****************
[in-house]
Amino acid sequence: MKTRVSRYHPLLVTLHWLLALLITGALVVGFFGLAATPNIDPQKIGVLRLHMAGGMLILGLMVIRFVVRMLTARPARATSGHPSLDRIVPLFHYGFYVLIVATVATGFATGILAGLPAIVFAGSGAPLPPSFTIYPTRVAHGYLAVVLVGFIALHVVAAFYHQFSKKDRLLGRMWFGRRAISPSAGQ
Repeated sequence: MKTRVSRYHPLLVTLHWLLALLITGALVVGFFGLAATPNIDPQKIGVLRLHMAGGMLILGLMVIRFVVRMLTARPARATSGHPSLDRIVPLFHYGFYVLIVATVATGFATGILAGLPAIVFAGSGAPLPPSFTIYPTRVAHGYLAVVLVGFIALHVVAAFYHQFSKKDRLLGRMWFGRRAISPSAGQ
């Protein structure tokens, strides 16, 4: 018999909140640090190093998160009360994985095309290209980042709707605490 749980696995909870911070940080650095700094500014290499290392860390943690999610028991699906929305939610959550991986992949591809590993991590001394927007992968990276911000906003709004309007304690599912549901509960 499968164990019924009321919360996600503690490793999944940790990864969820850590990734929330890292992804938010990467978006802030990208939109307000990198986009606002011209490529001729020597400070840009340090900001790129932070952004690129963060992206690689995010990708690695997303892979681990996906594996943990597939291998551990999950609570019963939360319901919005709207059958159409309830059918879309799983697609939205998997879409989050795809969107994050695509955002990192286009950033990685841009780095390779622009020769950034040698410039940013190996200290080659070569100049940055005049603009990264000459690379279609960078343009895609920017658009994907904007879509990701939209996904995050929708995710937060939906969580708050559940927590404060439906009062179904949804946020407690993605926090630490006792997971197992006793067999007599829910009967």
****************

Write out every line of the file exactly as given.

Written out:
[in-house]
Amino acid sequence: MKTRVSRYHPLLVTLHWLLALLITGALVVGFFGLAATPNIDPQKIGVLRLHMAGGMLILGLMVIRFVVRMLTARPARATSGHPSLDRIVPLFHYGFYVLIVATVATGFATGILAGLPAIVFAGSGAPLPPSFTIYPTRVAHGYLAVVLVGFIALHVVAAFYHQFSKKDRLLGRMWFGRRAISPSAGQ
Repeated sequence: MKTRVSRYHPLLVTLHWLLALLITGALVVGFFGLAATPNIDPQKIGVLRLHMAGGMLILGLMVIRFVVRMLTARPARATSGHPSLDRIVPLFHYGFYVLIVATVATGFATGILAGLPAIVFAGSGAPLPPSFTIYPTRVAHGYLAVVLVGFIALHVVAAFYHQFSKKDRLLGRMWFGRRAISPSAGQ
């Protein structure tokens, strides 16, 4: 018999909140640090190093998160009360994985095309290209980042709707605490 749980696995909870911070940080650095700094500014290499290392860390943690999610028991699906929305939610959550991986992949591809590993991590001394927007992968990276911000906003709004309007304690599912549901509960 499968164990019924009321919360996600503690490793999944940790990864969820850590990734929330890292992804938010990467978006802030990208939109307000990198986009606002011209490529001729020597400070840009340090900001790129932070952004690129963060992206690689995010990708690695997303892979681990996906594996943990597939291998551990999950609570019963939360319901919005709207059958159409309830059918879309799983697609939205998997879409989050795809969107994050695509955002990192286009950033990685841009780095390779622009020769950034040698410039940013190996200290080659070569100049940055005049603009990264000459690379279609960078343009895609920017658009994907904007879509990701939209996904995050929708995710937060939906969580708050559940927590404060439906009062179904949804946020407690993605926090630490006792997971197992006793067999007599829910009967």